Under the authority vested upon it by the state of emergency, the Government of Serbia has passed a number of bylaws with the aim of protecting public health in the wake of COVID-19 outbreak. One of them is disputable Decree on Misdemeanour for Violation of the Order of the Minister of the Interior on Restriction and Prohibition of Movement of Persons on the Territory of the Republic of Serbia (Uredba o prekršaju za kršenje Naredbe ministra unutrašnjih poslova o ograničenju i zabrani kretanja lica na teritoriji Republike Srbije) (“Official gazette of RS“, no. 39/2020) (“Curfew Decree“).
In his Order on Restriction and Prohibition of Movement of Persons on the Territory of the Republic of Serbia (Naredba o ograničenju i zabrani kretanja lica na teritoriji Republike Srbije) (“Official gazette of RS”, nos. 34/2020, 39/2020 and 40/202) (“Curfew Order“), the Minister of Interior limited the freedom of movement of persons on the territory of Serbia, with the aim of suppressing and preventing contagious disease COVID-19. Article 5 of the Curfew Order stipulates that a failure to comply with the Curfew Order is a criminal offense in accordance with the Criminal Code, as well as a misdemeanour in accordance with the Curfew Decree.
Article 248 of the Criminal Code of Republic of Serbia incriminates failure to comply with health measures during an epidemic of dangerous contagious disease designed to suppress or prevent the disease. At the same time, according to Article 1 of the Curfew Decree, failure to comply with the measures contained in the Order is punishable with a fine ranging from RSD 50,000.00 to RSD 150,000.00. Accordingly, the same behaviour is both a crime and a misdemeanour. Article 2 of the Curfew Decree provides that misdemeanour proceedings for the behaviour infringing upon the Curfew Decree can be conducted in parallel with criminal proceedings, “notwithstanding the prohibition stipulated in Article 8(3) of the Serbian Misdemeanour Act”. The Curfew Decree therefore attempts to derogate the rule that misdemeanour and criminal proceedings cannot run in parallel. However, the reference in the Curfew Decree to Article 8(3) of the Misdemeanour Act is misplaced.
Article 8(3) of the Misdemeanour Act actually stipulates that misdemeanour proceedings may not be commenced or continued if the perpetrator has been already found guilty by a final judgment of a criminal act which includes the same elements as the misdemeanour. Contrary to what Article 2 of the Degree suggests, Article 8(3) of the Misdemeanour Act does not regulate parallel conduct of misdemeanour and criminal proceedings. Its focus is narrower – it only prohibits conduct of misdemeanour proceedings where there is already a final conviction in criminal proceedings for the same act. In this manner, Article 8(3) of the Misdemeanour Act reiterates the principle of ne bis in idem. As per the Serbian Constitution (Article 202 in connection with Article 34), that principle cannot be derogated from even in the state of emergency. It is therefore clear that the derogation in Article 2 of the Curfew Decree from Article 8(3) of the Misdemeanour Act is unconstitutional. It is, however, unclear whether the Serbian Government indeed wanted to derogate from Article 8(3) of the Misdemeanour Act.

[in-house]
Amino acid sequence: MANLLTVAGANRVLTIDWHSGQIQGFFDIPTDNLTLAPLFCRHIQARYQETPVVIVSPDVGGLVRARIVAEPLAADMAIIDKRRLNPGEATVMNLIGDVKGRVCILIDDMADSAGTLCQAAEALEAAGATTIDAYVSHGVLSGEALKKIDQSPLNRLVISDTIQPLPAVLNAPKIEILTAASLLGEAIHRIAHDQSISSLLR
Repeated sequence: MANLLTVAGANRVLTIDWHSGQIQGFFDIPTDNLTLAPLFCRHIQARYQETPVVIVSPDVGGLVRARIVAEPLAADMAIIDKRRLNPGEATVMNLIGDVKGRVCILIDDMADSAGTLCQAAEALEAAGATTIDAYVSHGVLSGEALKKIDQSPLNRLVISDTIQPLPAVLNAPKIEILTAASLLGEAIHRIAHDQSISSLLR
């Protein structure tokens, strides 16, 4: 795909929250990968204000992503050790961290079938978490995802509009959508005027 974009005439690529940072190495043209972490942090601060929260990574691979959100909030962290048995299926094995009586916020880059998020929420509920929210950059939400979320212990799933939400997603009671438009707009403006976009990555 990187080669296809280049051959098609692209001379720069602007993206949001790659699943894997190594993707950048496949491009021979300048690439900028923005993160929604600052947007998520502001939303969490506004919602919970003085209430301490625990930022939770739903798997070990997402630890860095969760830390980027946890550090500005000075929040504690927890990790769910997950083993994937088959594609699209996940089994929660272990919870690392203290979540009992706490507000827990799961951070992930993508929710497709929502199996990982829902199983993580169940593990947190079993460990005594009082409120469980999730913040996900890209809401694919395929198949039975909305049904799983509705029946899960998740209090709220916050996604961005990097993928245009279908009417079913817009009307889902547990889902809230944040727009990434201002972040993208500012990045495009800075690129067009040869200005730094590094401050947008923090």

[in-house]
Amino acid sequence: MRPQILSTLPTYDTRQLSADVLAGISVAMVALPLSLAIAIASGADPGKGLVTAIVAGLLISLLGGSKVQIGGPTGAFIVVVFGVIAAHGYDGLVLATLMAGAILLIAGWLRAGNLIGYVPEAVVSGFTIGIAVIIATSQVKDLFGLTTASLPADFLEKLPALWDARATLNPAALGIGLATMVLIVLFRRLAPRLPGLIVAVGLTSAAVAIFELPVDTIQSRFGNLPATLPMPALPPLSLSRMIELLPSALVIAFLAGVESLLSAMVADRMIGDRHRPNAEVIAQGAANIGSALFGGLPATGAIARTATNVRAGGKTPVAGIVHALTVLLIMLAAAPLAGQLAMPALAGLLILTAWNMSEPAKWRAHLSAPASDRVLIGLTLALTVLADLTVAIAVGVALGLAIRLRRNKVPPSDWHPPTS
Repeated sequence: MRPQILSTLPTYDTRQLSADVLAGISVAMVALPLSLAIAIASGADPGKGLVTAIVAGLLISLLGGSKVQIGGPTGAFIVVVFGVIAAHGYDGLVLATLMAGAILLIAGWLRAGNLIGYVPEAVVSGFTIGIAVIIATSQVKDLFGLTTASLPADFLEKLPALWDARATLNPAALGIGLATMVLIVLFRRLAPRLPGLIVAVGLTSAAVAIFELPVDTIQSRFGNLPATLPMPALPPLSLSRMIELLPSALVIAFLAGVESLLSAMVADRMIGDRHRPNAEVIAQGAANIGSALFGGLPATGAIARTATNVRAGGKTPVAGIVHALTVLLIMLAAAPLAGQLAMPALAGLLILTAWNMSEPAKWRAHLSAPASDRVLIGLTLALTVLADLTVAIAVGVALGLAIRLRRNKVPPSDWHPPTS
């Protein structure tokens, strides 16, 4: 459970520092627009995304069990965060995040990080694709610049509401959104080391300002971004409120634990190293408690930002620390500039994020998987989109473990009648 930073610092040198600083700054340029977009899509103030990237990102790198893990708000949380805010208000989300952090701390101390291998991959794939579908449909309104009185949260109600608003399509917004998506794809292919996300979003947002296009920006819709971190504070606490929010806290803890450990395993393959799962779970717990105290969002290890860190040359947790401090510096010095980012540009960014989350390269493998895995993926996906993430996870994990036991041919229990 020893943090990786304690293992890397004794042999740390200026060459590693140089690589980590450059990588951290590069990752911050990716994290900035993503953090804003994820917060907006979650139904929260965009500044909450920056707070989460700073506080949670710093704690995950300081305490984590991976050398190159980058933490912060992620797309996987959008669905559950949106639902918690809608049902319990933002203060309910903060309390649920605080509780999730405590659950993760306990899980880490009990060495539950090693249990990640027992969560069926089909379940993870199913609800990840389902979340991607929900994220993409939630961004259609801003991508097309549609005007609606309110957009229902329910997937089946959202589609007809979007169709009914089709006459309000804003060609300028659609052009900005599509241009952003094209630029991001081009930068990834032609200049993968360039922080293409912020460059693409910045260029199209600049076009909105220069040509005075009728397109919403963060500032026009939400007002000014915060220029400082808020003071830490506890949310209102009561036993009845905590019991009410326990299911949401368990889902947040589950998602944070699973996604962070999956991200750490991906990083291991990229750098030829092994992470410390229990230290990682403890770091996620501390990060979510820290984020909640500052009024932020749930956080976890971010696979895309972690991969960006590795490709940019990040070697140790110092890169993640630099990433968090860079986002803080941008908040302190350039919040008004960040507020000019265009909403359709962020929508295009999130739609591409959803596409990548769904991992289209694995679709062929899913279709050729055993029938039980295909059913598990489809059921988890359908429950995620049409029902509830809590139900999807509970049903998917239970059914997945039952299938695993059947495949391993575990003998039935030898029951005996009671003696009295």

It follows from Article 2 of the Curfew Decree that the Government actually wanted to derogate the prohibition of parallel conduct of misdemeanour and criminal proceedings. This situation is addressed in Article 183 of the Misdemeanour Act, not in Article 8(3). Article 183 states that if the misdemeanour court becomes aware that criminal proceedings have been initiated with respect to the same act, it shall forward the case file to the competent criminal court. This provision prevents conduct of misdemeanour proceedings if criminal proceedings for the same act are already pending.
The derogation from Article 183 of the Misdemeanour Act would mean that misdemeanour and criminal proceedings for the same act may run in parallel, but it does not mean that the accused should be exposed to double jeopardy.
As previously confirmed by the Serbian Constitutional Court, if a final decision on the merits is rendered in misdemeanour proceedings or those proceedings are otherwise terminated with prejudice while the criminal case is still pending, the criminal proceedings should end.
Conversely, if a decision on the merits or a decision on the termination of criminal proceedings with prejudice is rendered first, the misdemeanour proceedings should terminate, as per Article 248 of the Misdemeanour Act. Opinions differ as whether the misdemeanour proceedings may continue if the criminal proceedings end before it becomes possible for the criminal court to pass any decision, such as if the prosecutor drops the case prior to the indictment.